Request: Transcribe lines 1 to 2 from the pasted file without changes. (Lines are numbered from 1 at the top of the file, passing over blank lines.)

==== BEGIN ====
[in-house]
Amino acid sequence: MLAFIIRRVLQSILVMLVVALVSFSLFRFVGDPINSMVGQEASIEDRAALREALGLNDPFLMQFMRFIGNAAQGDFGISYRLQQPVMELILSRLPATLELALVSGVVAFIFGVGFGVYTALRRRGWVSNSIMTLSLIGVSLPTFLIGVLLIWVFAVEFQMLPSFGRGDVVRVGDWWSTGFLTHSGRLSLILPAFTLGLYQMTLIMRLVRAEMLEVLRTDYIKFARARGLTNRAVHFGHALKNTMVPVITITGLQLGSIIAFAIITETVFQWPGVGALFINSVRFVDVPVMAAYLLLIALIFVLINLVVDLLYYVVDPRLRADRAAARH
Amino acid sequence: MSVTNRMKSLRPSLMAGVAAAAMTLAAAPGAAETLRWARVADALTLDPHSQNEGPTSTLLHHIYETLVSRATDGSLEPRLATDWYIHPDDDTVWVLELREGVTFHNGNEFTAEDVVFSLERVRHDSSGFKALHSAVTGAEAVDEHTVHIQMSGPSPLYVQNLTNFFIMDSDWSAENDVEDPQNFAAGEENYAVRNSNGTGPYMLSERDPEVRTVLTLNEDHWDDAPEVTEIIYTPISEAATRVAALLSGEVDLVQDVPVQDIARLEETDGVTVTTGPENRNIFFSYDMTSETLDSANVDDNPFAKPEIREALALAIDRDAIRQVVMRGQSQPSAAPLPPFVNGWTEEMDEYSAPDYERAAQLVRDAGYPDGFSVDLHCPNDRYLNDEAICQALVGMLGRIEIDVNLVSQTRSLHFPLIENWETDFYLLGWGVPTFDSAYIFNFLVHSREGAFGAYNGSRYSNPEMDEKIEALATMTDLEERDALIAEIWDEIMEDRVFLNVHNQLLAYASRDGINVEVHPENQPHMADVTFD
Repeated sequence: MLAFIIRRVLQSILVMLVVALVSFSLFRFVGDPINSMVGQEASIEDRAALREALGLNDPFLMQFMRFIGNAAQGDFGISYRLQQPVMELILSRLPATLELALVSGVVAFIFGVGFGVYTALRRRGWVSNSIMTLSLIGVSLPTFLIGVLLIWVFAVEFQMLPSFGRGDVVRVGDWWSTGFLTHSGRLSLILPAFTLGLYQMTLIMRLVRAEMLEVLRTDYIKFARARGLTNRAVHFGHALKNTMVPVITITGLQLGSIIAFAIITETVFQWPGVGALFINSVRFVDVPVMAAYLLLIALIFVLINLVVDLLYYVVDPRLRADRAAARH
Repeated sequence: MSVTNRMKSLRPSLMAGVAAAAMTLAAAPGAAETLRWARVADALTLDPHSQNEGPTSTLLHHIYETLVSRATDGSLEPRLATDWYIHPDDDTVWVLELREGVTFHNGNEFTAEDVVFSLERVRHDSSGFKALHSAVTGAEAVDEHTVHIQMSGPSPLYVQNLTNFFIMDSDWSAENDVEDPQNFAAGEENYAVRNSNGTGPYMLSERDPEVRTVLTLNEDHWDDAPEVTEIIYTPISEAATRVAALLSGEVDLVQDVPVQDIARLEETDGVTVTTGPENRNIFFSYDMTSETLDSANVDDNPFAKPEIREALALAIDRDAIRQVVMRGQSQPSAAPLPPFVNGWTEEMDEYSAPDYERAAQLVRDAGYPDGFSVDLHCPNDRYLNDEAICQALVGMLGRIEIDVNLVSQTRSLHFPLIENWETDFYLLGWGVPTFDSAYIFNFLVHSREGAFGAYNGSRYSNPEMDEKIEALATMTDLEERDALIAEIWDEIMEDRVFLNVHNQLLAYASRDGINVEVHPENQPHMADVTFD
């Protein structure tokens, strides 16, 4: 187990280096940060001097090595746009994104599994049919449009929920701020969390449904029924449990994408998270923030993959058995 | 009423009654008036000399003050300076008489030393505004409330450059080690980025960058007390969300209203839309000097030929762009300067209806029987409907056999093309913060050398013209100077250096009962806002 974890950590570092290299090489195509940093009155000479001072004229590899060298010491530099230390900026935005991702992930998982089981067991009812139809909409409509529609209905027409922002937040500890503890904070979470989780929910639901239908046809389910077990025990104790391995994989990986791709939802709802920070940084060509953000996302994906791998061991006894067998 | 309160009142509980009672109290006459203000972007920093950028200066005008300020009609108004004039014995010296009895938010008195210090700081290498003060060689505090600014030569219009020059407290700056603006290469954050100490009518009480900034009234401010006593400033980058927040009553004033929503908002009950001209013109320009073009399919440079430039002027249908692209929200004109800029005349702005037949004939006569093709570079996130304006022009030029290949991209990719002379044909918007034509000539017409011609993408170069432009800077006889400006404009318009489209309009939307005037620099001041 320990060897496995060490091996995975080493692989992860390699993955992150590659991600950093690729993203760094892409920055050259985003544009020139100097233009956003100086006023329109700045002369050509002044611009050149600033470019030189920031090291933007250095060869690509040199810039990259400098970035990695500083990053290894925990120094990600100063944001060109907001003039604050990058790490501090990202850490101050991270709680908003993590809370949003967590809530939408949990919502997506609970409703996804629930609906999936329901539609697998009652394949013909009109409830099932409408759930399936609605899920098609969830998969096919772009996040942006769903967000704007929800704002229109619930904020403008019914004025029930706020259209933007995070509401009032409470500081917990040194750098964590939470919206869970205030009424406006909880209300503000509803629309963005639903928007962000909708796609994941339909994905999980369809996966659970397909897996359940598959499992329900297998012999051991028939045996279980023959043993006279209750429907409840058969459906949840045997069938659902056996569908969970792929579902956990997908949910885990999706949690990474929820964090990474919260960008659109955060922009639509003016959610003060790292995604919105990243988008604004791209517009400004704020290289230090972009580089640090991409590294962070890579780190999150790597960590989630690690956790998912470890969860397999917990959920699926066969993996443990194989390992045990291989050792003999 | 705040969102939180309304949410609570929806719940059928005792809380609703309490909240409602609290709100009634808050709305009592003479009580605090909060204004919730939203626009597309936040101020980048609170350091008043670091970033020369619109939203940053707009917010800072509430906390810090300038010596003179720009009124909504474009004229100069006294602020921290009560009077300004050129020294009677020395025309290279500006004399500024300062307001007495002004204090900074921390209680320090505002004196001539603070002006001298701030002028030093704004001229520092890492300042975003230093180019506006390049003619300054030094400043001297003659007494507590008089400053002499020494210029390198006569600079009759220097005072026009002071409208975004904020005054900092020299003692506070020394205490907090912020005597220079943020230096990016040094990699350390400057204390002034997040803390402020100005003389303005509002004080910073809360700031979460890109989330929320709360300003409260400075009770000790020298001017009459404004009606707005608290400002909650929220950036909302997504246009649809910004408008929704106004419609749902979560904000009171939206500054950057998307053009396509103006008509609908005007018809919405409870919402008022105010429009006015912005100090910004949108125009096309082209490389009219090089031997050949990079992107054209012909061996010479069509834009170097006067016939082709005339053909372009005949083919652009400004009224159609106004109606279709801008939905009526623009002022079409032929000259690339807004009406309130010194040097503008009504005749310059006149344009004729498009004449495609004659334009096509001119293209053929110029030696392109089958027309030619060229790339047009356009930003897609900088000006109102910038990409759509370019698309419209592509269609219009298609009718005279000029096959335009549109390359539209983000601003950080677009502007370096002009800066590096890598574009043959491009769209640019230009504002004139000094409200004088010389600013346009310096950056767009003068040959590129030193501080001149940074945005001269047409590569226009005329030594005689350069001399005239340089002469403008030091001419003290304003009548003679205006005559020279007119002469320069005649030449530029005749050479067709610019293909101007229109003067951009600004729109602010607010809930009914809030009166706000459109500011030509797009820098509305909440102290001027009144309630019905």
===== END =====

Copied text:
[in-house]
Amino acid sequence: MLAFIIRRVLQSILVMLVVALVSFSLFRFVGDPINSMVGQEASIEDRAALREALGLNDPFLMQFMRFIGNAAQGDFGISYRLQQPVMELILSRLPATLELALVSGVVAFIFGVGFGVYTALRRRGWVSNSIMTLSLIGVSLPTFLIGVLLIWVFAVEFQMLPSFGRGDVVRVGDWWSTGFLTHSGRLSLILPAFTLGLYQMTLIMRLVRAEMLEVLRTDYIKFARARGLTNRAVHFGHALKNTMVPVITITGLQLGSIIAFAIITETVFQWPGVGALFINSVRFVDVPVMAAYLLLIALIFVLINLVVDLLYYVVDPRLRADRAAARH